Anna Jones is an employee of Your Financial Services, Inc. and has used LinkedIn since 1996.  It’s been a great tool for listing her employment history as well as communicating with former colleagues and potential employers to keep in touch.  Over the years there’s been a lot of private information exchanged between her and these individuals, including salary ranges and other personal anecdotal information.  LinkedIn isn’t her bank account or email, so she just uses her standard “go-to” username and password – the easy one that she knows she won’t forget.

Anna’s LinkedIn Profile:

Username: AnnaJones or AnnaJones2gmail.com

Password: froz3n123 (it has letters and numbers, it’s secure right?)

In 2013, LinkedIn had a data breach of 80 million user records.  This list included names, email addresses, passwords, and job information.  Anna Jones was on that list, and thankfully she received an email alert about the breach from LinkedIn and promptly changed her password.

On the other side of the world, Rick who works for Hackers International just watched an online video on how to sell this data from the LinkedIn breach. He takes the knowledge he has from the video and applies it to the LinkedIn database of usernames and passwords that he accessed from the hacker community.  Based on his experience, he knows that some users would have changed their passwords, but the majority probably didn’t. It is very likely that those individuals who did not change their passwords may be using the same credentials on other accounts as well.

Rick works out his strategy and gets to work crafting an email.

From: Microsoft Support (xocya@hic.com)

To: AnnaJones@gmail.com

Dear Anna,

We are currently updating our records for your MSOffice product license with the username AnnaJones.  Please login HERE to verify that your credentials are up to date and please consider adding an additional phone number for secondary security.

Thank you,

Team Microsoft

 

Anna receives and reads the email, verifies that they have her correct email address and username.  At a quick glance, she sees it is from Microsoft and clicks on the link. The link takes her to a page that looks like the Office365 login page. Anna senses nothing unusual about the page and moves forward with updating her password.

Now, Anna has given Rick a new password AND a verified phone number.

Rick now looks at Anna’s LinkedIn Profile, goes to the website of Anna’s employer, and clicks on the Employee Login button.  He uses the password combination that he has from the LinkedIn list to try to gain access, if that doesn’t work, he will try the new one that she entered from his phishing email.  Within 5 minutes, he has access to thousands of records for Your Financial Services, Inc. employees and clients.  He has hit the cybercriminal jackpot.  There is bank information, including balances, routing numbers and personal identification numbers all at his disposal.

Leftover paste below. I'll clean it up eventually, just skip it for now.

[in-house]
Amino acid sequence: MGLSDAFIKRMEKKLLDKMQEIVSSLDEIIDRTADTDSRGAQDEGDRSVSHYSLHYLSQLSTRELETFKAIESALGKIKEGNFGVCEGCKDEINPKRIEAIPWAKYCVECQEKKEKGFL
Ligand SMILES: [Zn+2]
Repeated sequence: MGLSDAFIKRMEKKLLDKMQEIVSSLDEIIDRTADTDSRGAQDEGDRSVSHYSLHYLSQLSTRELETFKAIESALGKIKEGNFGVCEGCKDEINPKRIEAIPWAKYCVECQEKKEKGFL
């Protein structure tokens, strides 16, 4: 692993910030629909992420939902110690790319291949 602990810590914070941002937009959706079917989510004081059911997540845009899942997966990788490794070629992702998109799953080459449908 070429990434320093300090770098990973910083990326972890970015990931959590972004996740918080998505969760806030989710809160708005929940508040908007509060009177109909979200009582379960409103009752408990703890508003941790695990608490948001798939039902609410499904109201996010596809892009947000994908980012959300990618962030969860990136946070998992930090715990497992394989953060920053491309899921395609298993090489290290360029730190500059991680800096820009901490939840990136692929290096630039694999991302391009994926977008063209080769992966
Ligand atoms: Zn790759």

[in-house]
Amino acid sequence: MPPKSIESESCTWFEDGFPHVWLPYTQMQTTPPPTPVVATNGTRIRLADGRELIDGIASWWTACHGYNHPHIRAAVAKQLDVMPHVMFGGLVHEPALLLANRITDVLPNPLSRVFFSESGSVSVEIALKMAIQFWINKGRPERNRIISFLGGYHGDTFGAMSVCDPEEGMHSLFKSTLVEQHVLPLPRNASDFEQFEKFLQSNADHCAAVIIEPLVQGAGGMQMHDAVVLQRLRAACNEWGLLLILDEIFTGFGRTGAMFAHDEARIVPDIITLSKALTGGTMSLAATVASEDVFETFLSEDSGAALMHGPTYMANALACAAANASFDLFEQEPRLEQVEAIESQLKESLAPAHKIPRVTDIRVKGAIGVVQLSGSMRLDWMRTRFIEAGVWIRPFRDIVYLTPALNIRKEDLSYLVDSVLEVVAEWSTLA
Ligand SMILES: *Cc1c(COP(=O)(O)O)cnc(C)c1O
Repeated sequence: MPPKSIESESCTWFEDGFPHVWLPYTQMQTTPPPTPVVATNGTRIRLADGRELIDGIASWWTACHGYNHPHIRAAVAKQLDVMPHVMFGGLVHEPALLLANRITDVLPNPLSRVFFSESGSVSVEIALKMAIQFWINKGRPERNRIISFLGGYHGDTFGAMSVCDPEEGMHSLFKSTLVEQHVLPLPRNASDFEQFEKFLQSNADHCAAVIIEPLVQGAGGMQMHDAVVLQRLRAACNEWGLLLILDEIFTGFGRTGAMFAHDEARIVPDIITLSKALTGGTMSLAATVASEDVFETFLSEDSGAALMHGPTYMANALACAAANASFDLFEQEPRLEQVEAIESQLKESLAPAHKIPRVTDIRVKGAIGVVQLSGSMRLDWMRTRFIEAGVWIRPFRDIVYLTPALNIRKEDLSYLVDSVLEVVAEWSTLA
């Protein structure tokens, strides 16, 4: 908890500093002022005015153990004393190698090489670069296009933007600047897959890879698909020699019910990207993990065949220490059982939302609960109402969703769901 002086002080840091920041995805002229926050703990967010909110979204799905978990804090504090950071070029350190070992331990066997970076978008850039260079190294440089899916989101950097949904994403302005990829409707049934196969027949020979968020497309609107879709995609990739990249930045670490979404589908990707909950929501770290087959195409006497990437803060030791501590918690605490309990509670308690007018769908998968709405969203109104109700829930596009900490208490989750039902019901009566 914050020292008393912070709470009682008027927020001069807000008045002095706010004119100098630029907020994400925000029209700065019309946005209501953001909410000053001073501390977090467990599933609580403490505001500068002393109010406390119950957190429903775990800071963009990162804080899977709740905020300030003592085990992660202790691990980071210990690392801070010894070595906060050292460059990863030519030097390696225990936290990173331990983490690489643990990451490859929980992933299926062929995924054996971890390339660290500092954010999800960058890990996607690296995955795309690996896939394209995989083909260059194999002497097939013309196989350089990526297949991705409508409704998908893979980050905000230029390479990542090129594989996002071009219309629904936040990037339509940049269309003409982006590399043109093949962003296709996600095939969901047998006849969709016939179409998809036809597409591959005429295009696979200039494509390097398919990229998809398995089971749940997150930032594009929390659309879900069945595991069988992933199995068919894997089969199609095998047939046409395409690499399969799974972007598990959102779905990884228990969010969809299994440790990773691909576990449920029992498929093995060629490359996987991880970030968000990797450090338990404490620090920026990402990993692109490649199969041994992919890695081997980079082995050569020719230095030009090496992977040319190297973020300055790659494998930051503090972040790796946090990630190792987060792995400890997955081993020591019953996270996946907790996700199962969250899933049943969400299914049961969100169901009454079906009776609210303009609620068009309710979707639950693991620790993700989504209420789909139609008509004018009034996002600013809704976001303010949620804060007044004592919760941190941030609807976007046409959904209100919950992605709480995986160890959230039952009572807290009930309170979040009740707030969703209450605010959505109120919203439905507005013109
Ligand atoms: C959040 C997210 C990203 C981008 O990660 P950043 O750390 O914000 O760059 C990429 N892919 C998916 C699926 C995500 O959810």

Rather than stop there, Rick unleashes ransomware on all of the devices at Your Financial Services, Inc. and holds their computers hostage until they pay him a fee to regain access.  Their management is now required to come up with bitcoin, but they have no idea what bitcoin is, so time keeps ticking away as they try to figure this out.  They call in their IT team who will need some time to sort this out on their end too.  Oh, and since it’s an emergency call, their rates are going to be higher.

The phones are ringing at Your Financial Services, Inc. It’s tax season and these clients need their documents for filing their returns.  At this point, these customers don’t realize yet that some of their own accounts have been hacked by Rick.  Client records are frozen, so the phones continue to ring unanswered. As the day goes on, calls come in at an increasing rate because bank accounts have been depleted and unauthorized charges are being made on customer debit card accounts.

All because Anna clicked on a phishing email.

How can this be prevented? 

Hackers are continually evolving and creating more sophisticated methods to access and use your data to their advantage.  Once a breach occurs, the cycle of damage starts, often before anyone even knows about it.  Imagine it like a photo that you take and post on social media.  You may decide to delete it, and you can remove it from all of your devices and profiles, but it’s still out there. Someone may have taken a screenshot or shared it before you took it down.  You no longer have control over your photo being shared by other people.   This is what happens with your identification and account credentials once your data is out there.  Your IT team can help you to undo immediate damage (i.e. change passwords, notify banks, remove information) but someone somewhere still has your data.  They can use that data to create fake accounts, steal your identity, and gain access to other accounts you may have overlooked.

The solution lies in having a solid partner on your IT team to continually alert you when your data pops up on the dark web for someone to buy, steal, or use.  You can’t let your guard down, and our services help you to do that.

© Cyberworks Technology Group – 2023